What has been the biggest challenge for Weebly over the years? How did you overcome it?
Every phase of the company has different challenges. Initially, we had a lot of doubters that questioned if what we were building even had value. To overcome this, it’s really about remembering the problem you’re solving and listening to the early adopters. If even a subset of people are passionate about what you’re doing, despite the bugs and limited features, you know you’re onto something and need to stay focused on the solutions.
As a company grows, there are always new challenges. At our current size of a few hundred people, we have a system of people with many different functions and teams. The challenge of course is how do you coordinate everyone to execute the company’s vision in a scaled way. Clear communication, alignment, and efficient decision making are critical to get right, but easier said than done.
What’s Weebly’s plan to stay ahead of the competition?
Because our space has a lot of opportunity, we also have a lot of competition. We try not to get caught up in the day-to-day details of our competition, but maintain strong focus on building an excellent, intuitive product to solve the needs of our customers. When you think about our mission to help the world’s entrepreneurs succeed, it’s fairly broad and there are a variety of ways to execute it. As time goes on I think we’ll naturally differentiate ourselves from competition because we each decide to invest in different directions.
What blogs or resources keep you current?
There’s so much great content out there and there’s also a lot of noise. I don’t spend too much time seeking out news, so I find myself drawn to sites like techmeme.com which aggregates the top / trending news. I’m also shown relevant news from Facebook based on the posts from my techie friends. When I’m looking for information on a specific subject, I find that Quora and Medium often have good content. That said, I think Silicon Valley is a bit insular and it’s important to make sure you understand things from your customers’ perspective.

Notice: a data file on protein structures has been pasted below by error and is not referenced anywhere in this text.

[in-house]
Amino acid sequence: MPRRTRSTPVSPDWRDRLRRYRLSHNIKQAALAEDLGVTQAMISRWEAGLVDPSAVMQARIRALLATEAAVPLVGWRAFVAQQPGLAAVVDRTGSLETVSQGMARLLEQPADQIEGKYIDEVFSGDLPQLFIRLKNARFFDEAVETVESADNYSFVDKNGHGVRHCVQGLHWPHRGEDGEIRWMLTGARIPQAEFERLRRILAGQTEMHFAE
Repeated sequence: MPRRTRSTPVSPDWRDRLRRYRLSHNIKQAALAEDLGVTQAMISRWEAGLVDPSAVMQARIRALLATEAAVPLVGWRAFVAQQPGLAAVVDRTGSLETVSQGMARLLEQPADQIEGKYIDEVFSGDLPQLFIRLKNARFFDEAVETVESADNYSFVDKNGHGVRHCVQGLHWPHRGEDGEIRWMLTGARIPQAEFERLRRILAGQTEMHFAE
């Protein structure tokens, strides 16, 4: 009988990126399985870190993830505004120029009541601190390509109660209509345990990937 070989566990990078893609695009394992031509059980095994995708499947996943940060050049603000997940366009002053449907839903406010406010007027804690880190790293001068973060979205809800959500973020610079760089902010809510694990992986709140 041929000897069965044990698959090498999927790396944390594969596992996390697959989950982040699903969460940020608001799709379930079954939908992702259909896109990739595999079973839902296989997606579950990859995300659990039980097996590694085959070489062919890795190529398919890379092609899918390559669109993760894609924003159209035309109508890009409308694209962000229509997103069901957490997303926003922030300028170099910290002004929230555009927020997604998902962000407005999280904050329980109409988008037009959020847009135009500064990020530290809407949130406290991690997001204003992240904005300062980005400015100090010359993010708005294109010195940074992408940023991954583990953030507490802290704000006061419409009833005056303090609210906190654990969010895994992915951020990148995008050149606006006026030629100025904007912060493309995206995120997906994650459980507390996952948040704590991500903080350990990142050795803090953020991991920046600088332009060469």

What’s the best professional advice you’ve ever received?
You are the average of the 5 people you spend the most time with.
What’s one thing people would be surprised to know about you?
I’m learning how to Kitesurf.
Anything else you’d like to add?
You only live once, so make sure you live a life worth living.
Video: Tour Of Weebly’s Office
Go behind the scenes at Weebly with Dan Veltri as he gives TechCrunch a 5-minute tour of their San Francisco HQ. From weekly manicures, massages and mini bars, Weebly really goes above and beyond to make sure its employees are well taken care of (in an old warehouse turned rave spot).
Big thanks to Dan Veltri for giving us more insights into one of the world’s best website builders. What amazing advice from such a successful entrepreneur! It was truly an honor to interview you.
Have you tried Weebly yet? If you are looking to build a new website, we think you should!